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If you’re a guy or gal who has a “type”, you might be perceived as being shallow. But, in the optics world, that preference will certainly help you in the buying process.
And, when you’re right in the middle of shopping for that one, perfect binocular, the first part of the elimination process will have you asking yourself something like “roof prism or porro prism?”.
If you can arm yourself with everything there is to know about the two prisms, you’ll be able to make the best binocular buying decision of your life… And, perhaps it’ll be the one bino that you can really settle down with for the rest of your hunting days.
In this article we’ll help you determine the differences between the two prisms and which one could potentially be for you. And, since you can’t really talk about prisms without talking about glass, we’ll get into glass types too.
But, first off…
Why Prisms At All?
You’d think that when you looked through binoculars, you’d be able to see your image without anything too fancy going on behind the lenses right? I mean, binoculars are also kids toys, there can’t be much to it? Well…
Without prisms, you would have an image that would be backwards and upside down. I don’t even know what that would look like – a whole mess of a view if you asked me.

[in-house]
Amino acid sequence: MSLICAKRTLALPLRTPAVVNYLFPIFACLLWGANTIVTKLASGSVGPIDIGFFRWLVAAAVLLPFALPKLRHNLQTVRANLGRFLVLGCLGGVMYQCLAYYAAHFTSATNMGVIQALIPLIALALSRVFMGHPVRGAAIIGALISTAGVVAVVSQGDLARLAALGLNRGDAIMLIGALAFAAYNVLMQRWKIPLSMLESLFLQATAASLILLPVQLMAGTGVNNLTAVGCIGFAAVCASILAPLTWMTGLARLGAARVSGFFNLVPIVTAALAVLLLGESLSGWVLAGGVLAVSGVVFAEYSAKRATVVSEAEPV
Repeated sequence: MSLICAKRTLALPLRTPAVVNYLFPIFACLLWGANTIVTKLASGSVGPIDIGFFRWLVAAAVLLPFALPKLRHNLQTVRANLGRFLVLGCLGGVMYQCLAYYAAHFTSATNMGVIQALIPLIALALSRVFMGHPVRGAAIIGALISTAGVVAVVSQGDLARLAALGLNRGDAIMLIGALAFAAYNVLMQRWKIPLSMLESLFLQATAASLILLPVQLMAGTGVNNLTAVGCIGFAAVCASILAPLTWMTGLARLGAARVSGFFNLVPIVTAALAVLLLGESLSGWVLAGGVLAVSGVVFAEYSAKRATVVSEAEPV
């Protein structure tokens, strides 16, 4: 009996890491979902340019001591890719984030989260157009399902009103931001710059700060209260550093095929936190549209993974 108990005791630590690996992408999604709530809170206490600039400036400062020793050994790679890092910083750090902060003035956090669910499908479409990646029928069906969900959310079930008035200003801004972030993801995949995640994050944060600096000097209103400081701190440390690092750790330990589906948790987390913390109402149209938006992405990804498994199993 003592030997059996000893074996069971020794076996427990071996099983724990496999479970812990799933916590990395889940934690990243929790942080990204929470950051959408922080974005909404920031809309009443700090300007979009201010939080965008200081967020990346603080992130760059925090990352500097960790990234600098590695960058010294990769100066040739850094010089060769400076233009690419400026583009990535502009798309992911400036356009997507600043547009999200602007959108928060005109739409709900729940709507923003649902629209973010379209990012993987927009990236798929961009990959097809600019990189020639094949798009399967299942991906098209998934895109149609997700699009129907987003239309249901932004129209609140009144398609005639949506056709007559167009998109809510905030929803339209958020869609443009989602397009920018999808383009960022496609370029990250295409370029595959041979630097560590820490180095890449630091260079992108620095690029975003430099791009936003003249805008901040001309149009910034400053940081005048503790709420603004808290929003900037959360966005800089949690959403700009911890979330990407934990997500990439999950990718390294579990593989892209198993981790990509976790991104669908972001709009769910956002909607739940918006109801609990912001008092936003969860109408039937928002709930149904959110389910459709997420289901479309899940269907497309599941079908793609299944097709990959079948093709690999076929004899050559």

Now, how the prisms are put together are where roof and porro come into play.
Porro Prism Binoculars
These types of binoculars have the more iconic and traditional binocular design, and they’ve been named after the Italian inventor Ignazio Porro. Additionally, there are actually two types of porro prisms: the standard porro and the reverse porro. The Redfield Renegade 10X50 binocular is an example of a Porro Prism binocular.
How do Porro Prisms Work?
Porro prisms incorporate an optical path that directs light in a Z or zig zag-like pattern.
All surfaces in a porro prism bino are completely internally reflective. This means if optical coatings and light transmission are the best, there will be no light loss.
Light-waves in a porro prism are only reflected off surfaces a total of four times.
To sum it up – light comes in through the objective bell, is directed through the reflective porro prism system in a Z pattern with four reflections to bring the image upright and forward to reach your eye.
Since light-waves are “folded”, this explains why there needs to be that wide and offset construction in a porro prism bino.